... or watch keiki (children) and adult hula performances.
Guests and participants at this year's Puuhonua o Honaunau Cultural Festival were invited to participate in a hukilau, a means of fishing created by early Hawaiians. The technique uses a long net made of dried ki-leaves, which participants stretch across the opening of a small bay or link in from end to end in a large circle.
As the circle is pulled tighter or the net is pulled further into the bay, schools of fish are captured in the center of the net.
This young festival attendee captured one of the large yellow tang in the net by hand, and showed it off proudly before releasing the fish back into the ocean.
The 420-acre park is rich with important archaeological finds: palm groves and fishponds that were once playgrounds of royalty, remnants of coastal villages, canoe landings and platforms for heiau (places of worship). The puuhonua (Hawaiian for "place of refuge") offered sanctuary for fugitives, and anyone else fleeing death or danger, prior to the 1819 abolishment of the kapu system of Hawaiian sacred laws.
Puukohola Heiau National Historic Site preserves one of the last major sacred structures built in Hawaii before outside cultures began to influence the traditional life of early Hawaiians.
Construction of the heiau (Hawaiian for "temple" or "place of worship") was ordered by King Kamehameha the Great in 1790, after he was told by prophecy that he would rule the Hawaiian Islands if it was built.
Puukohola Heiau overlooks Kawaihae Bay on the Big Island's South Kohala coastline. The heiau's name is taken from the hill it was built on, Puukohola, which means "Hill of the Whale" in Hawaiian.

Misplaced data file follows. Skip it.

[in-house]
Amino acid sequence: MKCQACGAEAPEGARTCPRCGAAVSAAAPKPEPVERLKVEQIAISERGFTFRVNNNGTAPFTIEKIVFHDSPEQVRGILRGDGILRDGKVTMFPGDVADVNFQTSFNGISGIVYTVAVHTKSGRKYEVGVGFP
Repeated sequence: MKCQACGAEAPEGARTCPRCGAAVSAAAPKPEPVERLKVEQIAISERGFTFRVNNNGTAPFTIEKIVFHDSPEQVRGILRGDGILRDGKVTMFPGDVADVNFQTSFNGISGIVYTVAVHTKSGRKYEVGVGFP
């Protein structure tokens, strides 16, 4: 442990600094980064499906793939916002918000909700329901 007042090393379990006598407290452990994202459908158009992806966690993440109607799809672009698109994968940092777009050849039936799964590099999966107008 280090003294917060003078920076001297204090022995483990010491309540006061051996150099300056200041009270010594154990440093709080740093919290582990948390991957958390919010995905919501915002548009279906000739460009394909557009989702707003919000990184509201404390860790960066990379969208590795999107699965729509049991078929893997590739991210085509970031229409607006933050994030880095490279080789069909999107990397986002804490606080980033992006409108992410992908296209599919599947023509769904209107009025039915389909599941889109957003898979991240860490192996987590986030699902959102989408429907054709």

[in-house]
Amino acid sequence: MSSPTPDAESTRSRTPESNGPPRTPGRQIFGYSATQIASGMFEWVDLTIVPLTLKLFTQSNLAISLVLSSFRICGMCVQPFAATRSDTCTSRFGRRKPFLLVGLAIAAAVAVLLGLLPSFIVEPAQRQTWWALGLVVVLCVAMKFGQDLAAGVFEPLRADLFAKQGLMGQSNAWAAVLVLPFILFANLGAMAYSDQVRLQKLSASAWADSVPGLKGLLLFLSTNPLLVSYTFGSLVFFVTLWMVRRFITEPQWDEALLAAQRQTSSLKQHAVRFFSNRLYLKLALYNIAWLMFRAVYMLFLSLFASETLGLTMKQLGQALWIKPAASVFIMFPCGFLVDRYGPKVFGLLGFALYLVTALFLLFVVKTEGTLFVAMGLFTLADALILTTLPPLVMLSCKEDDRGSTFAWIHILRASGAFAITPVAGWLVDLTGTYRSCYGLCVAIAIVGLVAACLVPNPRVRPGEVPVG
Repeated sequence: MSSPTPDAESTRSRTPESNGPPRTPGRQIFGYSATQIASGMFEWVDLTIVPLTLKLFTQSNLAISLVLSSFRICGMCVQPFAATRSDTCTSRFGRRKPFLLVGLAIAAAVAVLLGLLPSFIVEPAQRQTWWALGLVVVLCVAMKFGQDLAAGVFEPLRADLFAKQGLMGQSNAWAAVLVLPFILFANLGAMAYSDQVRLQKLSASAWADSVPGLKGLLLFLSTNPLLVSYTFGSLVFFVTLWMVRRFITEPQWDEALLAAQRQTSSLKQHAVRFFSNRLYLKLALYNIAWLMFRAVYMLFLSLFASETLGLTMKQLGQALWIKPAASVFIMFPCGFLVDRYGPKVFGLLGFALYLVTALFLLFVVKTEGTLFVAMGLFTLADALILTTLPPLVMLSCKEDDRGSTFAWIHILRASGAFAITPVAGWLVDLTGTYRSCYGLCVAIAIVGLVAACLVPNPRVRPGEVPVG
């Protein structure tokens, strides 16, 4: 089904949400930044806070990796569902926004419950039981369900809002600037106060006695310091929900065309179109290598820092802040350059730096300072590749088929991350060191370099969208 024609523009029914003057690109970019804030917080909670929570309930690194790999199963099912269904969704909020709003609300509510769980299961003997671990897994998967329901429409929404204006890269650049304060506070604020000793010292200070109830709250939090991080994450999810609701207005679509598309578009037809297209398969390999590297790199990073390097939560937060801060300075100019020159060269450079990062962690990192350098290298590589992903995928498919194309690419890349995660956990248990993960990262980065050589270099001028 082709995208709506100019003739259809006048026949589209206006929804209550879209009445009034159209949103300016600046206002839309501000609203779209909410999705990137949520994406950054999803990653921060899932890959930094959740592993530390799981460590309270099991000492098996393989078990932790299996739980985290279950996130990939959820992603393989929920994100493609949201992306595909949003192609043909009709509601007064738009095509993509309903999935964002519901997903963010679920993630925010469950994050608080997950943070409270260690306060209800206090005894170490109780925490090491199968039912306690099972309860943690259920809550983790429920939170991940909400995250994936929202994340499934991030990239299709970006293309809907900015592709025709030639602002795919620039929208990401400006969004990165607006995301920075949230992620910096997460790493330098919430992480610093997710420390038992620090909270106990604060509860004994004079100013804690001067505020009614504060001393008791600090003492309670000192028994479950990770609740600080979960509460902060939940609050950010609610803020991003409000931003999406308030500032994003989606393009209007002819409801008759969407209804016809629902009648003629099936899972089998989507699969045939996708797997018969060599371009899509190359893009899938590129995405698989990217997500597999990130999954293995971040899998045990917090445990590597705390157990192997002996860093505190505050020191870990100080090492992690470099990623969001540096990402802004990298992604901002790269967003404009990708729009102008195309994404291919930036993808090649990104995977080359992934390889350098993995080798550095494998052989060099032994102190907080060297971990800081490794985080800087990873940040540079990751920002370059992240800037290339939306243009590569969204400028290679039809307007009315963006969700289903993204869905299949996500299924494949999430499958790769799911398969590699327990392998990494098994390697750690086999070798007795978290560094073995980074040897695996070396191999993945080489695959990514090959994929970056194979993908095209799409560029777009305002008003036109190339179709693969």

More than 1,000 laborers, forming a 25-mile-long human chain over the Kohala mountain range (visible in the distance), transported water-worn lava rocks hand to hand from Pololu Valley to construct Puukohola Heiau.
Amazingly, they finished in a year, constructing the 224-by-100 foot temple's 160 to 20-foot-high walls without mortar.
The mile-long coastal trail at Kaloko-Honokohau National Historical Park winds past large brackish fishponds including Kaloko Fishpond, pictured here.
The centuries-old fishponds are protected by massive lava rock loko kuapa (or seawalls) like this one, constructed by early Hawaiians entirely by hand without mortar. This channel built into the seawall trapped ocean fish, which were then raised within the fishpond.
The fishponds are now protective wetlands for native birds including the endangered aeo (Hawaiian stilt), which hunt for worms, crabs, insects and small fish.
The indigenous and endangered alae keokeo (Hawaiian coot) also feeds and lives in the waters of Kaloko-Honokohau National Historical Park's fishponds.
Kaloko-Honokohau's land-base acreage is just as important as its fishponds, restoring and preserving the coastal sections of two ancient ahupuaa (sea-to-mountain land divisions).
Honu (green sea turtles) can be found all along Kaloko-Honokohau National Historical Park's coastline, sunning or feeding in the area's many ocean coves.
Stretching more than 175 miles, the Alakahakai National Historic Trail follows a coastline path from Upolu Point on the Big Island's northernmost tip to the easternmost boundary of Hawaii Volcanoes National Park. Here, it passes along the oceanfront boundary of Puukohola Heiau National Historic Site.
The trail is one of the last remaining examples of an ala loa—well-traversed foot trails that connected the coastal sections of the Big Island and, much like modern highways, were important to the movement of early Hawaiians.
For now, only portions of the Ala Kahakai National Historic Trail are open to hikers. But you can find accessible segments of the trail in all four of the National Park Service's other Big Island sites. This portion of the trail is in Hawaii Volcanoes National Park near Holei Pali.
Along its length, the trail passes through more than 200 ahupuaa and alongside hundreds of sites important to Hawaiian history and culture, including temples, housing settlements, fishponds and petroglyph fields.